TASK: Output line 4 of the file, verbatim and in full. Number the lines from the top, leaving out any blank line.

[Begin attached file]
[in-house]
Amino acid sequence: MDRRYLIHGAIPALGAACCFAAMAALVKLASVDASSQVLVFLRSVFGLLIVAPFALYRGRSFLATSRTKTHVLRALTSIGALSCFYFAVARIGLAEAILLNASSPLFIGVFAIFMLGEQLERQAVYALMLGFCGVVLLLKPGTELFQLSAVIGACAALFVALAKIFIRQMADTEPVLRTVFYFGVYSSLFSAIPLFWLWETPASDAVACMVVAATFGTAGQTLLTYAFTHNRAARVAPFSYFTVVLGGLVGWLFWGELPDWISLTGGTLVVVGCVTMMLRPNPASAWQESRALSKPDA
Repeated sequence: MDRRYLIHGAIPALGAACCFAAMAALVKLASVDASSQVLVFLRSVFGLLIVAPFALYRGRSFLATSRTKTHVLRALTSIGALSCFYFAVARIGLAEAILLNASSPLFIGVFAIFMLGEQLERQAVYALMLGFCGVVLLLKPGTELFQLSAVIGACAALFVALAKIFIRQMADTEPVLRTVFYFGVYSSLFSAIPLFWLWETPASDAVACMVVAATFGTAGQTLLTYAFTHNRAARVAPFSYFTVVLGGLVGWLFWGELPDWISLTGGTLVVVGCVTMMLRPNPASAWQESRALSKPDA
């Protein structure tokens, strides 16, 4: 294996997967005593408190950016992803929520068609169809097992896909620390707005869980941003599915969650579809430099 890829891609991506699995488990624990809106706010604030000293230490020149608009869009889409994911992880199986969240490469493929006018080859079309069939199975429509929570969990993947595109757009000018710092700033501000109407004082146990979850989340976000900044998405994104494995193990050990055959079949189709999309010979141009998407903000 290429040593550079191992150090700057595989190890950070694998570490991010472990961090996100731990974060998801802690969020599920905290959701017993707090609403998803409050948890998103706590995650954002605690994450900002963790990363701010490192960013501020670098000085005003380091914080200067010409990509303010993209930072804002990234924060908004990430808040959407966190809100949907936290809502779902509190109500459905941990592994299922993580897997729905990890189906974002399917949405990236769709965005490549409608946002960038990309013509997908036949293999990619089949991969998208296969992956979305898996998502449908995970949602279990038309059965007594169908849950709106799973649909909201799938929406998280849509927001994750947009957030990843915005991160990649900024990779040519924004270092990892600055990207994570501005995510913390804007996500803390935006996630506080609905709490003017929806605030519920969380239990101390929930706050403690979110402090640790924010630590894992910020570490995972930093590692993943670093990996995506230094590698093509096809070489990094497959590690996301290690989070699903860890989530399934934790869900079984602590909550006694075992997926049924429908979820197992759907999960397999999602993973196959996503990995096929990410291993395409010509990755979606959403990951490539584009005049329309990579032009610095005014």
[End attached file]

């Protein structure tokens, strides 16, 4: 294996997967005593408190950016992803929520068609169809097992896909620390707005869980941003599915969650579809430099 890829891609991506699995488990624990809106706010604030000293230490020149608009869009889409994911992880199986969240490469493929006018080859079309069939199975429509929570969990993947595109757009000018710092700033501000109407004082146990979850989340976000900044998405994104494995193990050990055959079949189709999309010979141009998407903000 290429040593550079191992150090700057595989190890950070694998570490991010472990961090996100731990974060998801802690969020599920905290959701017993707090609403998803409050948890998103706590995650954002605690994450900002963790990363701010490192960013501020670098000085005003380091914080200067010409990509303010993209930072804002990234924060908004990430808040959407966190809100949907936290809502779902509190109500459905941990592994299922993580897997729905990890189906974002399917949405990236769709965005490549409608946002960038990309013509997908036949293999990619089949991969998208296969992956979305898996998502449908995970949602279990038309059965007594169908849950709106799973649909909201799938929406998280849509927001994750947009957030990843915005991160990649900024990779040519924004270092990892600055990207994570501005995510913390804007996500803390935006996630506080609905709490003017929806605030519920969380239990101390929930706050403690979110402090640790924010630590894992910020570490995972930093590692993943670093990996995506230094590698093509096809070489990094497959590690996301290690989070699903860890989530399934934790869900079984602590909550006694075992997926049924429908979820197992759907999960397999999602993973196959996503990995096929990410291993395409010509990755979606959403990951490539584009005049329309990579032009610095005014």